Copyright © 2003 Jorgen Thelin / Cape Clear Software 22 Liberty Alliance The Liberty Alliance Project is a cross- industry group aiming to establish an open standard for federated network identity The Liberty specification v1.0 has two main facets: Single sign-on Identity federation
Copyright © 2003 Jorgen Thelin / Cape Clear Software 23 Microsoft.NET Passport Microsoft.NET Passport is a suite of Web-based services that makes using the Internet and purchasing online easier and faster for users. Passport provides users with Single sign-in (SSI) Fast purchasing capability at participating sites Microsoft is upgrading the current Passport facilities to Provide an XML interface Support federation Use Kerberos v5 as the underlying mechanism for securely exchanging credentials
Copyright © 2003 Jorgen Thelin / Cape Clear Software 24 The Need for a Sign-on Standard – WS-Trust The need remains for a “sign-on standard” to avoid reliance on proprietary interfaces WS-Trust A proposed specification in the WS-Security family Provides a standardized interface for acquiring security tokens Still very early in the standardization process, but the most likely candidate for a common interface us/dnglobspec/html/ws-trust.asp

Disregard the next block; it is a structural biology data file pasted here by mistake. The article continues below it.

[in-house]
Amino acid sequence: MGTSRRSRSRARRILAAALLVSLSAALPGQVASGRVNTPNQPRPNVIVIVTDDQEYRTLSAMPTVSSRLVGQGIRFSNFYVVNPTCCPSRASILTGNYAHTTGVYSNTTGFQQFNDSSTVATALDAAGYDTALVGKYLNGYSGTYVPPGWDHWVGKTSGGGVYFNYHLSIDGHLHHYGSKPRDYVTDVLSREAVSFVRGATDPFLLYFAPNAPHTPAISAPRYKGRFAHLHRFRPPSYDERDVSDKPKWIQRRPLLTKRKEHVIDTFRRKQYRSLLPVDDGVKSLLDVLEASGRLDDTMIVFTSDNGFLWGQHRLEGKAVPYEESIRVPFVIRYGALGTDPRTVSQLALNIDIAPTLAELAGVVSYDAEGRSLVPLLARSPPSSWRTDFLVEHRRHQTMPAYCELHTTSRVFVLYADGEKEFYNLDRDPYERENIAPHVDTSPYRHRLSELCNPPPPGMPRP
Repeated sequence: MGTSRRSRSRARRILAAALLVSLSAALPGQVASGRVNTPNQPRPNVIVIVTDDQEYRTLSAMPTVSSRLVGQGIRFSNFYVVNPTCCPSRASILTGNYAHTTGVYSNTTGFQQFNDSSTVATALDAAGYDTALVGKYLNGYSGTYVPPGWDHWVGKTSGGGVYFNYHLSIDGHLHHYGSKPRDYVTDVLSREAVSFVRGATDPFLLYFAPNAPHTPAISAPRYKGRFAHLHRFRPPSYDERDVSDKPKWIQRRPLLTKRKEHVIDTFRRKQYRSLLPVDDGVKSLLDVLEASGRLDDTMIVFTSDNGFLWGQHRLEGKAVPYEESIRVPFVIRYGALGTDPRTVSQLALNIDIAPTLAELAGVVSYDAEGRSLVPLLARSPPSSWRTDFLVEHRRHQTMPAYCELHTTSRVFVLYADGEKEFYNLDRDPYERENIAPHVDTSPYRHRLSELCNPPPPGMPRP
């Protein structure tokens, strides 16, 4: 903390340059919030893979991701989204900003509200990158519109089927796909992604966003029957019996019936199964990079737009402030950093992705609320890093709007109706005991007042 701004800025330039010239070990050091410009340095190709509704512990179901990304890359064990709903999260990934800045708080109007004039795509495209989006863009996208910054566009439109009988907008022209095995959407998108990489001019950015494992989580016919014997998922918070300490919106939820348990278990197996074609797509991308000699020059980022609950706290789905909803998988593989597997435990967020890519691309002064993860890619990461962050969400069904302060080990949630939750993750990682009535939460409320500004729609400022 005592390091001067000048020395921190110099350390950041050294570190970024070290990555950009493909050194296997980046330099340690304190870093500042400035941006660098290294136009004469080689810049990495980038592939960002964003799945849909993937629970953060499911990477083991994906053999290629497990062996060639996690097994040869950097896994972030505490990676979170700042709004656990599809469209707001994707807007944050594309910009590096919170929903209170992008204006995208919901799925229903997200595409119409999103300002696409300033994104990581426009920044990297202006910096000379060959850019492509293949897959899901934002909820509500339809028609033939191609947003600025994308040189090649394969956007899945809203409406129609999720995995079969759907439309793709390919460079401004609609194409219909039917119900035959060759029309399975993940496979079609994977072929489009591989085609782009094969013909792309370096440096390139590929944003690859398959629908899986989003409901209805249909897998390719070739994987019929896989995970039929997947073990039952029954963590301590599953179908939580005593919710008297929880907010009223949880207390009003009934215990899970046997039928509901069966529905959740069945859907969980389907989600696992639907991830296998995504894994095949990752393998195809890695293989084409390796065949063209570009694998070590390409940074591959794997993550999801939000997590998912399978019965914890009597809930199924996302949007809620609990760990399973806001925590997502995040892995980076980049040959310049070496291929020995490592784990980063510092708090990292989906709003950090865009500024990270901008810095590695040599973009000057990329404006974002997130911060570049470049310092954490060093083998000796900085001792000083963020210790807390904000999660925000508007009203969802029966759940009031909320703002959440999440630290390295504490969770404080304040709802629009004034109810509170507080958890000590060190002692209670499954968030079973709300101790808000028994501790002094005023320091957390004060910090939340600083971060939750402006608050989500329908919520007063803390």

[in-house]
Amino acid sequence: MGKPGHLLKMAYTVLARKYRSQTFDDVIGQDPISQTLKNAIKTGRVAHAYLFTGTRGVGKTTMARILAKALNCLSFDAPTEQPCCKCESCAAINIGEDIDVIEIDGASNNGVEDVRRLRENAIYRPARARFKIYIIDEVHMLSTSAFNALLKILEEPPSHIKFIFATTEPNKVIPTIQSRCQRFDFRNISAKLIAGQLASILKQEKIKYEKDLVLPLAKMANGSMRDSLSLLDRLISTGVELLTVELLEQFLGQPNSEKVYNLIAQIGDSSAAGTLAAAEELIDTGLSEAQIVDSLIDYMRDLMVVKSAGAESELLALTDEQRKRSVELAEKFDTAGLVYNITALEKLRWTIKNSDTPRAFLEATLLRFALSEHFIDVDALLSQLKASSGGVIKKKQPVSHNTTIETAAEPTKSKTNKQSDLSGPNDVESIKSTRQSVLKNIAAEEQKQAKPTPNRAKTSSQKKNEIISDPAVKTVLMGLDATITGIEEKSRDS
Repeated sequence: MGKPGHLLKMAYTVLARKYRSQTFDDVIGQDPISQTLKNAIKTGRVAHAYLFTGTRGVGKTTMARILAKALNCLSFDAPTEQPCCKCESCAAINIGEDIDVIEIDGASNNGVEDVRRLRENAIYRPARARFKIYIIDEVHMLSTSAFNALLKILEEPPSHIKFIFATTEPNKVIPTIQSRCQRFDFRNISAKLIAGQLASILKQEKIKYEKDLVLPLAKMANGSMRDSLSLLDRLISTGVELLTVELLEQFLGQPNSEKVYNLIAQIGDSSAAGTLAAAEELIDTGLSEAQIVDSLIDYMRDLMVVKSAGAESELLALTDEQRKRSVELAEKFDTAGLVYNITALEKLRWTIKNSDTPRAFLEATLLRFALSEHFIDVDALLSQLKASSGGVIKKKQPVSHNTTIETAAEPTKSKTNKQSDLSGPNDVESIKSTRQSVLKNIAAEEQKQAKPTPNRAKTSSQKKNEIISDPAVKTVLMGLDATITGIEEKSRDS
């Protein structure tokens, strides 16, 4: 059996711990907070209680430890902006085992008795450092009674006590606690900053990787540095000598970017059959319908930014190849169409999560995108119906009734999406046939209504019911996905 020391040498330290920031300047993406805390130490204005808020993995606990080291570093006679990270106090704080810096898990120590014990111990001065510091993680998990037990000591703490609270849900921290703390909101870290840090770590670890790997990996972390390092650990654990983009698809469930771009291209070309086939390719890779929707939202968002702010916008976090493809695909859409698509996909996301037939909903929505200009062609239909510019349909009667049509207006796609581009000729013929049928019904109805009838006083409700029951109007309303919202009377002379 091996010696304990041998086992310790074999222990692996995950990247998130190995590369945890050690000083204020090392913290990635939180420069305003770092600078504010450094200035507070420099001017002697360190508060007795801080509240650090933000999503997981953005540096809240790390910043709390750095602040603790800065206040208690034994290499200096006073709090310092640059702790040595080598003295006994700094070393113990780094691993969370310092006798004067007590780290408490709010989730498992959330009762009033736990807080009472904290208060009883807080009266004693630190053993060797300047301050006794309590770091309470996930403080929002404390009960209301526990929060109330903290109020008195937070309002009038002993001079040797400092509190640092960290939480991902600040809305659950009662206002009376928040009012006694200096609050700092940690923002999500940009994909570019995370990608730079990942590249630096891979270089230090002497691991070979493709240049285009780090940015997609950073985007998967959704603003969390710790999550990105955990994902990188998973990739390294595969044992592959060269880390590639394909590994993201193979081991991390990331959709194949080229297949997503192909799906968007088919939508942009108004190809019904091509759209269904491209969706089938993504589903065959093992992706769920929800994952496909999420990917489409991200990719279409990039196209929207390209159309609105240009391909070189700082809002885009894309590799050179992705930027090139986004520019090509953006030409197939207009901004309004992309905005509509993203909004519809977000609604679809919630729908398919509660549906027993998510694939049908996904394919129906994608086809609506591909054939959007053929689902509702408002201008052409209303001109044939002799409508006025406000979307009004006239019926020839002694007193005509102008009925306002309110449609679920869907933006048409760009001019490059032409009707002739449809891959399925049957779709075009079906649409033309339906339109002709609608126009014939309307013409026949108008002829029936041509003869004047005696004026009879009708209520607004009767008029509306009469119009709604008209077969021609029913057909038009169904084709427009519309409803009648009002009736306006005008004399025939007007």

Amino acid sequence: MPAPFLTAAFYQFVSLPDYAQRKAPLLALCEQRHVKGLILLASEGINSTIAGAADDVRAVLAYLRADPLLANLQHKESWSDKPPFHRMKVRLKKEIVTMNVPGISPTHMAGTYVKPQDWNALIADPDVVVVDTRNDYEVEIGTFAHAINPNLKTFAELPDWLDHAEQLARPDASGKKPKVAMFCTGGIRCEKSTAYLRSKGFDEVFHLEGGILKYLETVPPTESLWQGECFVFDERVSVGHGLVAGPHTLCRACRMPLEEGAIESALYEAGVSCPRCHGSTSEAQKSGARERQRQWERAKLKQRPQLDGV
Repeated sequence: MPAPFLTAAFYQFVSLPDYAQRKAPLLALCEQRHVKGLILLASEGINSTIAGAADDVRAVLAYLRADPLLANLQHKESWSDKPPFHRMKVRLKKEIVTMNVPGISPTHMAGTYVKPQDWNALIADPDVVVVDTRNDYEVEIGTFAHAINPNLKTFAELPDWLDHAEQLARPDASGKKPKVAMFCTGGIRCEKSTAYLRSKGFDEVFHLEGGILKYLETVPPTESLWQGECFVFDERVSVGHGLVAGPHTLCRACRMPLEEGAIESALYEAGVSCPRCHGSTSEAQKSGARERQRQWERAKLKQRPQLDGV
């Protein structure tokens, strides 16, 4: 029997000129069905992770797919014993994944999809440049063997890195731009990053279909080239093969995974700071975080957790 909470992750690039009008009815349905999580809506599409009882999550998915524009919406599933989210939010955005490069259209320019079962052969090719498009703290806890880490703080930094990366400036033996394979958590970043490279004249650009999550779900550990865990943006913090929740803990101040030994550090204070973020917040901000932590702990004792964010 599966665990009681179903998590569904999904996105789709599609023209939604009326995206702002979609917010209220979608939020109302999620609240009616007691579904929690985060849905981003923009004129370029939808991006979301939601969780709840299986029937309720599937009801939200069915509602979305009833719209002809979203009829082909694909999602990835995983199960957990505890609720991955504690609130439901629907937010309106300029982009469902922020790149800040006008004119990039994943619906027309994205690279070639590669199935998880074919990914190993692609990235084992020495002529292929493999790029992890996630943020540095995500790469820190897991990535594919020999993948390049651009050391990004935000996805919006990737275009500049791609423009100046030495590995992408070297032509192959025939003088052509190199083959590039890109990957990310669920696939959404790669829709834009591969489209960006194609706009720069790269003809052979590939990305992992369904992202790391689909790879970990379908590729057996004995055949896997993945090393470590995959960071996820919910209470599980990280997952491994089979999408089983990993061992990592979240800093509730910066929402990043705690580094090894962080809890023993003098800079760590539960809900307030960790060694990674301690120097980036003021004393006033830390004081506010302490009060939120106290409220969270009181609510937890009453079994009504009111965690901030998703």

Copyright © 2003 Jorgen Thelin / Cape Clear Software 25 Identity-awareness in Web Services Do web services themselves need to be identity-aware? Not really, in most cases A mature web services platform product such as Cape Clear Server can handle almost all the “boilerplate” work of authentication and enforcement of access control lists